Glover performs with MSO

After patriotic rendition, actor, activist answers audience questions.

A capacity crowd greeted actor Danny Glover as he set Abraham Lincoln's words to music at Emens Auditorium Sunday night.

The opening speaker for this year's UniverCity, Glover strode out onto the stage alongside Muncie Symphony Orchestra conductor Leonard Atherton, to perform a narration for Copland's "Lincoln Portrait." Glover came to the lectern about halfway through the evening reciting the 16th president's sayings in a booming voice, celebrating the ideals of freedom and emancipation.

The evening opened with a rendition of "The Star-Spangled Banner" performed by the White River Youth Choir. MSO performed several pieces in addition to "Lincoln Portrait," including Samuel Barber's "Adagio for Strings" (a somber piece which was played at Franklin D. Roosevelt's and John F. Kennedy's funerals), and "We Stand for Freedom" (a composition memorializing the victims of last year's Sept. 11 terrorist attacks) by Ball State professor David Stern.

"You toil and work and earn bread and I'll eat it," Glover said during the narration. "No matter in what shape it comes, whether from the mouth of a king who seeks to bestride the people of his own nation and live by the fruit of their labor, or from one race of men as an apology for enslaving another race, it is the same tyrannical principle."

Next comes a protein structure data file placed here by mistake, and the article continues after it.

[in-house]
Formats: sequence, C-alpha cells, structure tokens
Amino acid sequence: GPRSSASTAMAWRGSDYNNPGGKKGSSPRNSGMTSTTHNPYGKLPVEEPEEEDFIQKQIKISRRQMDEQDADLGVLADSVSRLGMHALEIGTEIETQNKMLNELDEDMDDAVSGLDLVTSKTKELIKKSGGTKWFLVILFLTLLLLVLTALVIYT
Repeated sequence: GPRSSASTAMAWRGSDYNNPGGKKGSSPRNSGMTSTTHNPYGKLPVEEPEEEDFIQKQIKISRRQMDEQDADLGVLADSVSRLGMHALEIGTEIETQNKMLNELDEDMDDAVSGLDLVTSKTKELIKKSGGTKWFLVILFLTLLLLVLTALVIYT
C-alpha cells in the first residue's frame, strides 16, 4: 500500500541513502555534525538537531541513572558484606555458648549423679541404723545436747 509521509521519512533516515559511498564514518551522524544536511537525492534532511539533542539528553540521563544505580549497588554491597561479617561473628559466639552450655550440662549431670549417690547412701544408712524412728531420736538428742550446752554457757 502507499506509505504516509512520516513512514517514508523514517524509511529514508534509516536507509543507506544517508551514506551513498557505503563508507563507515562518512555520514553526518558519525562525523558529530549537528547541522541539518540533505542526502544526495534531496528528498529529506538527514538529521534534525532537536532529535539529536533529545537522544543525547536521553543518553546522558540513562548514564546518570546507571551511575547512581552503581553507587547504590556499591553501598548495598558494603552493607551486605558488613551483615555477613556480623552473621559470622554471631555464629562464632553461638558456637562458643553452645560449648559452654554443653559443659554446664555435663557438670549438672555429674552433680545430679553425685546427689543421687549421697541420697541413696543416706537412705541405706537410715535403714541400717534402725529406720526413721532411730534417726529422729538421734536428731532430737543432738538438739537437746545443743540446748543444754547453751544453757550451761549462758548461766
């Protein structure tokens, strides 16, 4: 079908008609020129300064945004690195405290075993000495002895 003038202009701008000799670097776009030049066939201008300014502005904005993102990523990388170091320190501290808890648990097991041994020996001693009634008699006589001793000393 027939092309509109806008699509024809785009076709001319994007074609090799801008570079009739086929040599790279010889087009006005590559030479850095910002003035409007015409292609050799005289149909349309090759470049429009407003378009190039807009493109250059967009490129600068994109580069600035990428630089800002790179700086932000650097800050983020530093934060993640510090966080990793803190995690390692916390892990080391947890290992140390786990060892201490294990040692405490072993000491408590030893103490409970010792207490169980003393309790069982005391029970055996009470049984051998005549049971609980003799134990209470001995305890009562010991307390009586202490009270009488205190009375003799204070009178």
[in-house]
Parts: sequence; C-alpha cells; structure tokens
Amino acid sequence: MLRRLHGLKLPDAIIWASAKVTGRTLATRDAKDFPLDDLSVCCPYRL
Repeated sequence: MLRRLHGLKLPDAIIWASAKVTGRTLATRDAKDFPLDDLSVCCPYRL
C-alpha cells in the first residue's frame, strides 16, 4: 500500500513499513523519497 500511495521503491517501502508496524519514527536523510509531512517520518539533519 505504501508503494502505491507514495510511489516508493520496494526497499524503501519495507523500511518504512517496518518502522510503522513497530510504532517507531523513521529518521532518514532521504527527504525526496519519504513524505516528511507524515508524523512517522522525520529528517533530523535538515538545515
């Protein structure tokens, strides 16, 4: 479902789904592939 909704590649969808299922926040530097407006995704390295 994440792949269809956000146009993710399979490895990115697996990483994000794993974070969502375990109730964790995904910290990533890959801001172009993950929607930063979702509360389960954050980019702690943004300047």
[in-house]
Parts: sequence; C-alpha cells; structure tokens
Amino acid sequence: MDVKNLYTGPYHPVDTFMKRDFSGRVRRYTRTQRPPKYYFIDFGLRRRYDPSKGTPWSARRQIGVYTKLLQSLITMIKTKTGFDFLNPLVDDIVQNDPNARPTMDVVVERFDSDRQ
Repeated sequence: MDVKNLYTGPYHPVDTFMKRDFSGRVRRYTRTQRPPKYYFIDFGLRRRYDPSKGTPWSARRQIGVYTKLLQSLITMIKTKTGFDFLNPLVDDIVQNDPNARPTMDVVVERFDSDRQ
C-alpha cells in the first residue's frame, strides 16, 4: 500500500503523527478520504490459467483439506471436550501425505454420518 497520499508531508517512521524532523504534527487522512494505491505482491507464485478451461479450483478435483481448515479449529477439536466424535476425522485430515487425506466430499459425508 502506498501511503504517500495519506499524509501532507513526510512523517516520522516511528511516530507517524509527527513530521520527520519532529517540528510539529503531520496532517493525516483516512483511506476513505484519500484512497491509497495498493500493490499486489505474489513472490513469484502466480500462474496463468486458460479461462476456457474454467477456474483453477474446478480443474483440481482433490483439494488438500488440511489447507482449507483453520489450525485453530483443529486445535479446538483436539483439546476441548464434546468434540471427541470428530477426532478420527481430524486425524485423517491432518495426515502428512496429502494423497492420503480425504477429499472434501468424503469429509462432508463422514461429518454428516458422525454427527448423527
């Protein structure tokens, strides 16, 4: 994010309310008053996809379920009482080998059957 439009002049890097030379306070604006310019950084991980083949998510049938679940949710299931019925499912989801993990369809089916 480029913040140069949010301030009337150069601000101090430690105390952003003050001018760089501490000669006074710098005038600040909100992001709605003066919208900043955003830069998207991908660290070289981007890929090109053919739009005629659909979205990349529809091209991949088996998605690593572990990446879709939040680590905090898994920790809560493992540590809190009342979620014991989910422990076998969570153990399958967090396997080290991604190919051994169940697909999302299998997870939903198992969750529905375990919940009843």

After the performance and a standing ovation for MSO, Glover returned for a question and answer session with the audience, who inquired about a variety a topics ranging from his role in 1997's "Gone Fishin'" to his views on the current situation in the Mideast.

"It's important to be supportive of those factions that support peace," he said. "Who does war effect more than anybody else? Not men, but women and children."

Audience members cheered him when agreed to stay on, even after university president Blaine Brownell suggested it was time for him to go.

"I got one more question and then these two right here," he joked.

His views on education seemed to have made the biggest impact, as he told stories of his work with adult literacy programs.

"It was an excellent presentation, especially his themes of literacy," said graduate student H. Momo Fahnbulleh, who was there with his children. "I'm sure that by bridging the gap between the extreme intellectuals and those who aren't so fortunate, we will have solved many of the problems in the United States. His message goes beyond the borders of this country. It's global."


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